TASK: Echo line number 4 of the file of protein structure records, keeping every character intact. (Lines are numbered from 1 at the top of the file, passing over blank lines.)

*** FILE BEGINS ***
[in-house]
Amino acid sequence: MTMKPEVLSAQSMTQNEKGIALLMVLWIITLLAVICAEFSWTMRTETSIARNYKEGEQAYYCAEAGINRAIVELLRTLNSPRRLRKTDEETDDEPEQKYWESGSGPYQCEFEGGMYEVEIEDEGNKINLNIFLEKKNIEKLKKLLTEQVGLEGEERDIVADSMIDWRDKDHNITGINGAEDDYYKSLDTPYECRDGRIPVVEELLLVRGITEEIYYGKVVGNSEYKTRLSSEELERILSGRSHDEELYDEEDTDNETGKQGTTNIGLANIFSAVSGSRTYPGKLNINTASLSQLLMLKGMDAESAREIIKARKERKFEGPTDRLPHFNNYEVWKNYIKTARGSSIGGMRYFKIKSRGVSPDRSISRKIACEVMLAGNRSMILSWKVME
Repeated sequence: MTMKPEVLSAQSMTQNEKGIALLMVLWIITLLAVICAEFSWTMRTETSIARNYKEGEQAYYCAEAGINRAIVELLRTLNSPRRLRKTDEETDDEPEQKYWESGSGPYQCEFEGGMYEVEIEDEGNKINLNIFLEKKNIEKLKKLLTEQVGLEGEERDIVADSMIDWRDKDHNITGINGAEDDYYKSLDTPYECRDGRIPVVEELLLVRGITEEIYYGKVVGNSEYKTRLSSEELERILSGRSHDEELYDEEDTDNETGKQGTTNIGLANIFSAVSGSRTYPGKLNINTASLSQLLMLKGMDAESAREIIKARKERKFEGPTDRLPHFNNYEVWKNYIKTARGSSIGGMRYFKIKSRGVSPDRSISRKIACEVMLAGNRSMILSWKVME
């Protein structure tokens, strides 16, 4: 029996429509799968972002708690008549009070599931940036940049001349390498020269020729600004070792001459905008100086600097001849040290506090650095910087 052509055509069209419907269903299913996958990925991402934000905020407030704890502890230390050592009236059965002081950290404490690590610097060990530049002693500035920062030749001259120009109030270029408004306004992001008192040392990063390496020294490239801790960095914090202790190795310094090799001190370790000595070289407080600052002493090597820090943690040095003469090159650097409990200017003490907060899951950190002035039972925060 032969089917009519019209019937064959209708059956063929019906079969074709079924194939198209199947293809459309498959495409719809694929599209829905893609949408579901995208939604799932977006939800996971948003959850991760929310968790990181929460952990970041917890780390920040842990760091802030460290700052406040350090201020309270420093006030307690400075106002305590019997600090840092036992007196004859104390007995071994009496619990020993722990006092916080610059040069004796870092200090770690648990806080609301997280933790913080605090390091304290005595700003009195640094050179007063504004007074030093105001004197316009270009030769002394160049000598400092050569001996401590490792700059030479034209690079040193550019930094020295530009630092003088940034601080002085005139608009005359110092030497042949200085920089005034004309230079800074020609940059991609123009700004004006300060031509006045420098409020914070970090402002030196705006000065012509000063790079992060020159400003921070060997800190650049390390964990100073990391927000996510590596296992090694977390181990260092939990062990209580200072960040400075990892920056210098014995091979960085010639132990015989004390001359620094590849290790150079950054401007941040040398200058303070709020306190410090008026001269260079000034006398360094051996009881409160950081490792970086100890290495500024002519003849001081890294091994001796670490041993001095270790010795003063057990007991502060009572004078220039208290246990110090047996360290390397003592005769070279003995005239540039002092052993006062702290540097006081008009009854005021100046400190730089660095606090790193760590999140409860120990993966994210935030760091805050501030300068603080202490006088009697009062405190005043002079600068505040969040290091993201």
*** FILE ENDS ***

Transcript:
């Protein structure tokens, strides 16, 4: 029996429509799968972002708690008549009070599931940036940049001349390498020269020729600004070792001459905008100086600097001849040290506090650095910087 052509055509069209419907269903299913996958990925991402934000905020407030704890502890230390050592009236059965002081950290404490690590610097060990530049002693500035920062030749001259120009109030270029408004306004992001008192040392990063390496020294490239801790960095914090202790190795310094090799001190370790000595070289407080600052002493090597820090943690040095003469090159650097409990200017003490907060899951950190002035039972925060 032969089917009519019209019937064959209708059956063929019906079969074709079924194939198209199947293809459309498959495409719809694929599209829905893609949408579901995208939604799932977006939800996971948003959850991760929310968790990181929460952990970041917890780390920040842990760091802030460290700052406040350090201020309270420093006030307690400075106002305590019997600090840092036992007196004859104390007995071994009496619990020993722990006092916080610059040069004796870092200090770690648990806080609301997280933790913080605090390091304290005595700003009195640094050179007063504004007074030093105001004197316009270009030769002394160049000598400092050569001996401590490792700059030479034209690079040193550019930094020295530009630092003088940034601080002085005139608009005359110092030497042949200085920089005034004309230079800074020609940059991609123009700004004006300060031509006045420098409020914070970090402002030196705006000065012509000063790079992060020159400003921070060997800190650049390390964990100073990391927000996510590596296992090694977390181990260092939990062990209580200072960040400075990892920056210098014995091979960085010639132990015989004390001359620094590849290790150079950054401007941040040398200058303070709020306190410090008026001269260079000034006398360094051996009881409160950081490792970086100890290495500024002519003849001081890294091994001796670490041993001095270790010795003063057990007991502060009572004078220039208290246990110090047996360290390397003592005769070279003995005239540039002092052993006062702290540097006081008009009854005021100046400190730089660095606090790193760590999140409860120990993966994210935030760091805050501030300068603080202490006088009697009062405190005043002079600068505040969040290091993201």